Timetable looks good for Dudy Noble renovation


Brett Hudson



STARKVILLE -- It wasn't part of the plan for the construction crews at Dudy Noble Field to get a two-week break around the turn of the new year, but weather gave one to them anyway. 


After it all, David Bryant -- the project manager for JESCO, Inc., the company overseeing the renovation -- feels good about the timeline. 


"We're dependent on this weather. We look good, we're in a position to finish it, but we don't have control of Mother Nature," Bryant said. 


In The Dispatch's exclusive tour of the construction site this week, Bryant said the extreme cold in Starkville from around Christmas Day through the first week of January kept the crews from doing, "anything temperature-sensitive." Masonry, concrete and painting were all off-limits; using that time to install the outfield fence plus handrails around the outfield kept the project moving. 


When the cold is not impacting construction, the crews are completing a final section of the lower deck stands and putting a protective coating over them, the final step in getting those ready to install seats. The crews have also made significant progress on the lighting for the lower bowl seats and have all the lighting for the field done. 


The latter is of critical importance as they stay on timeline. Bryant told The Dispatch since the structure now has fully operational lights and a roof over the stands, crews can work odd hours if they choose. Bryant said there have already been some and there likely will be more in the future. 


Some of those odd hours come as a reaction to weather, but others come on the back of last-minute changes. 


Among the late changes have been a walkway behind the scoreboard and the centerfield area and a grass seating area down the right field line, in between the grandstands and the right field plaza. Bryant has taken them in stride. 


"Just have to regroup. We all sit down and try to figure out the best way to get it done," Bryant said. "It's put a lot of pressure on everyone, but we have to do what we have to do. They've all been real good to work with. The communication is key." 


Bryant credited Bobby Tomlinson, MSU's Associate Athletic Director for Facility Planning and Construction, and architect Wade Thompson for their communication through the changes. 


With most of the true construction on what is required for the 2018 season done, the coming weeks will bring a lot of cosmetic progress: awnings on the right field plaza, the seats in the lower bowl, boxes for outfield lounge owners to use for storage, etc. Bryant said before the end of the month the outfield wall will have its padding, as that process is scheduled to begin Jan. 20 and take three to four days. Installing the nets around the grandstands will happen on the same timeline.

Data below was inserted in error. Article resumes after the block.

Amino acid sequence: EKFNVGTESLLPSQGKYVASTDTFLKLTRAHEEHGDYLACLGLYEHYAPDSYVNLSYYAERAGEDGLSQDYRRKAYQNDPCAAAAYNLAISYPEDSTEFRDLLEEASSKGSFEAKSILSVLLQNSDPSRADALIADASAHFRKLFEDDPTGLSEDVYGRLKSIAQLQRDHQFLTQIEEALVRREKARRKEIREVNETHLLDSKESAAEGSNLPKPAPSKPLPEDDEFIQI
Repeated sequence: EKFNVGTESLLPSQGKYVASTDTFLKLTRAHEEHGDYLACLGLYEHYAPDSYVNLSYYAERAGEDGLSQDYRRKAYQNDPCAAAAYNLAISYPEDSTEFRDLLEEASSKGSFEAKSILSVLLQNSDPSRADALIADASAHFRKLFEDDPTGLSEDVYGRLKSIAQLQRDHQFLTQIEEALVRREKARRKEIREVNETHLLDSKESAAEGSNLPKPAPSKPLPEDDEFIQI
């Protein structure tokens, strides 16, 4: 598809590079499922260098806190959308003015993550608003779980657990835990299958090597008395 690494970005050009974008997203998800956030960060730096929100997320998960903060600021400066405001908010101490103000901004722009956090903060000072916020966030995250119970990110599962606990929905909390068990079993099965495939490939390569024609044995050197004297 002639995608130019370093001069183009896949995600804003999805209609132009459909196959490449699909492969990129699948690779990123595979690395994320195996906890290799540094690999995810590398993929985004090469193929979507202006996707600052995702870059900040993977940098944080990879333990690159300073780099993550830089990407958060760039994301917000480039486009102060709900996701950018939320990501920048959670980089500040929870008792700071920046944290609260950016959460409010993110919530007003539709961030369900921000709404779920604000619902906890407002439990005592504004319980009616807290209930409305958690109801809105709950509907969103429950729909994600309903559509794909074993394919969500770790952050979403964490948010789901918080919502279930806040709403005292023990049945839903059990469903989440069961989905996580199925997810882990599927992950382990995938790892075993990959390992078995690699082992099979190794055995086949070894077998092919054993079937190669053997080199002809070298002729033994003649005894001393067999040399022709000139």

It all goes on with the deadline of Feb. 5 looming for the completion of Phase B. Phase A was the destruction of the old Dudy Noble Field; Phase B is building up and completing the parts of it that are required to be ready for the 2018 season; Phase C contains whatever the crews can get done while the team is on the road during the season; and Phase D is the construction over the offseason in between the 2018 and 2019 seasons that completes the stadium. 


Bryant said there are parts where the crews are trying to get ahead on some Phase C work, including attempts to get a couple of permanent bathrooms in place for the season, which were not required as part of Phase B. 


"The biggest thing we have to do after the ball games start (Phase C) is everything on the upper deck and everything behind the bleachers," Bryant said. 


Bryant said Phase C and Phase D will be, "a lot less intense," than Phase B. Bryant added the contracts with Mississippi State require the construction teams have a presence at every home game in 2018 and 2019 to troubleshoot anything that may come up. 


There's a part of Bryant that's just as excited to see than finished product as the man that will recruit to it, MSU coach Andy Cannizaro. 


"Our players will not play in a finer facility until they play in the big leagues one day," Cannizaro said at the Starkville Rotary Club meeting last week, "and then it will depend which big league ballpark they play in, because I really think the new Dudy Noble Field is going to be nicer than half of the older big league ball parks." 


Follow Dispatch sports writer Brett Hudson on Twitter @Brett_Hudson



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